I am blessed to have really good friends. Many of us have known each other since childhood, and we all had our children around the same time. There are a lot of similarities among us–how we parent, how we see the world, qualities we appreciate in our spouses. But there is one thing that separates me from all of them. I have a child in Heaven.
Historically, I have never been a fan of social media. Starting with MySpace, then the origination of FaceBook, I always looked at those media as a vessel for people bragging. I didn’t think I needed to display my life or accomplishments on the worldwide web, and frankly, if I wanted to know how someone I knew was doing, I called, or texted, or emailed, or wrote a letter.
But in terms of child loss, sometimes the loneliness is the worst part. It’s hard to imagine how anyone can truly be empathetic, because in almost every case, no one wants to even pretend to imagine a life without their children in it. That is why I started this blog. As a way to heal through writing, to let those who love me know that even in my darkest moments I am looking for light, and to potentially guide other loss parents on their grief journey.
Once my blog was established, I started examining other forms of social media. I joined LinkedIn for professional reasons, and a good friend of mine uses Instagram to promote a sustainable lifestyle. In the interest of supporting her, I created an account.
At first I just read, and scrolled, and looked. It took me a little while, but I finally created a post. My first posts were themed to accompany my blog. Rainbows I photographed, symbols that reminded me of my angel in Heaven, and sometimes a good quote or a book I’d recommend.
Then something magical started to happen. I began connecting with other loss-moms. And, while many of my friends, and my sister in particular, are likely mumbling ‘I told you so’ under their breath, it feels good to hear words of encouragement from others who have experienced similar pain.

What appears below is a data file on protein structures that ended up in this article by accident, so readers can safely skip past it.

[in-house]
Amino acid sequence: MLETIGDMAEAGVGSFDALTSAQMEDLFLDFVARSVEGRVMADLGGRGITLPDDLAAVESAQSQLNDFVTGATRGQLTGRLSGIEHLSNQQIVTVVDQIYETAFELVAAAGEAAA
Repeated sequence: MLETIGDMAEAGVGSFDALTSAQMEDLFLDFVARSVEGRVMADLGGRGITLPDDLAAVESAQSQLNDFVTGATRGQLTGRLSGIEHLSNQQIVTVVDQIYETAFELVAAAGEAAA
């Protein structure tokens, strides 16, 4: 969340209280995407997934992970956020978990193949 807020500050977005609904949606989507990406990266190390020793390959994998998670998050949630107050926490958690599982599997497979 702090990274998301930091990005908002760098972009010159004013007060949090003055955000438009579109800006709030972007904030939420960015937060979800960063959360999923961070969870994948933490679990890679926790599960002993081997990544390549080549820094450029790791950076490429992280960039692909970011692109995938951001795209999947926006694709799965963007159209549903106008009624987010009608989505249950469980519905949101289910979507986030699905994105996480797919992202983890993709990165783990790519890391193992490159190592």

I have been told, many times over in the last five years, that I am a strong person. I have been told I’ve handled my grief incredibly, finding a new career path, successfully holding on to my marriage, and adopting a child. I hear these things and I often laugh to myself. If only the people uttering those words could hear my inner dialogue. When I have to consciously tell myself that I am ok, this is my journey, and soon enough I will see my beautiful angel again.
Not to diminish the encouragement of my biggest supporters, but it is very different coming from someone who has survived the greatest trauma on Earth. Yes, I have heard and read over and over that suffering the loss of a child is the most traumatic event one can experience. Period.
So when I read the posts of other loss-moms, I feel less alone. My son’s loss is shared by so many people close to me and beyond. But I am the only one who knows what it’s like to be his mom, and to no longer be able to hug him, and hold him, and kiss him, and smell him, and see him grow.
But those other loss moms who share their stories give me sense of community I haven’t found anywhere else. I can identify with their pain, and rejoice in their progress. They give me encouragement with their posts and quotes. And I am so thankful this support is available at my fingertips. Though some people undoubtedly use their media profiles to brag, or ‘keep up with the Joneses,’ this platform can also make connections that otherwise wouldn’t exist.
We’re in it together. And that gives us power to heal.